A pair of New Orleans cops gets the bright idea to lean on some of the bad guys they keep busting for drugs to help them out of a jam. Then the bad guys get the same idea.
Three years after Katrina left the Big Easy a basket case, the city is still hurting. Detective Jack Hardy, who once left his bride at the altar, and his African-American partner, Early Moore, are under serious pressure to provide names for the wiretapping unit they’ve been assigned to. It seems only natural for Jack to ask Lamont Brown to help him out. Since he’s already agreed to help Lamont dispose of the proceeds of his latest home invasion, why shouldn’t Lamont return the favor by dropping a few names over the airwaves to make Jack and Early look good? Things go fine for about five minutes. Then rival drug dealer Jamario Neal starts to make noises about moving in on Lamont’s territory; one of Lamont’s foot soldiers who talks to Jamario gets himself ventilated seconds later; and the hapless cops find that they’re among the suspicious parties Lamont has identified on the wire. Meanwhile, Lamont decides that his cousin Jello, an unsuccessful contractor, needs to get a piece of the city’s reconstruction business and demands that Jack hook him up with the right contact. Deciding optimistically that the right contact is Gayle White, one of the city’s liaisons to the federal agencies funding the work, Jack approaches her, then realizes he has quite another interest in her, one that will put her in serious danger. From that point on, cast members fall like dominoes.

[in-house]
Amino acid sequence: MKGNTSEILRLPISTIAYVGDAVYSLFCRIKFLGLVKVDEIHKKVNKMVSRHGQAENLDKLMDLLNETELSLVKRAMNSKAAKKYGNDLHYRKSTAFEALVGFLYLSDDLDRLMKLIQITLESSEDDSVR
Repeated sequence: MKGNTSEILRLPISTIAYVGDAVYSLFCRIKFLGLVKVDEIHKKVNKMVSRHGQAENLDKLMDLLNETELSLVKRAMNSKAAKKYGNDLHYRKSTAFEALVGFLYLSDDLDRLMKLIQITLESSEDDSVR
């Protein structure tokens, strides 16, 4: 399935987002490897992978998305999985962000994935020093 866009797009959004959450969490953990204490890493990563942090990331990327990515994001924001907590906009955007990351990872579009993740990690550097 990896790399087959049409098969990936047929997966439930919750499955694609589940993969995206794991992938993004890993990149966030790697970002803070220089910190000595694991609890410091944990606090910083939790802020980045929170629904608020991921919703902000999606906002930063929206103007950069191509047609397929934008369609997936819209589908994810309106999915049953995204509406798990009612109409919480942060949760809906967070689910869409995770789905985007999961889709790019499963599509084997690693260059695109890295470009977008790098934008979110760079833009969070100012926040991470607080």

Hebert (Odd Man Out, 2013, etc.) keeps the schemes and double crosses coming so relentlessly that he gives this New Orleans take on The Wire a comic edge even though it’s never exactly funny, not even when Lamont tells Jello his steadfast rule: “[D]on’t snitch on nobody unless it pays.”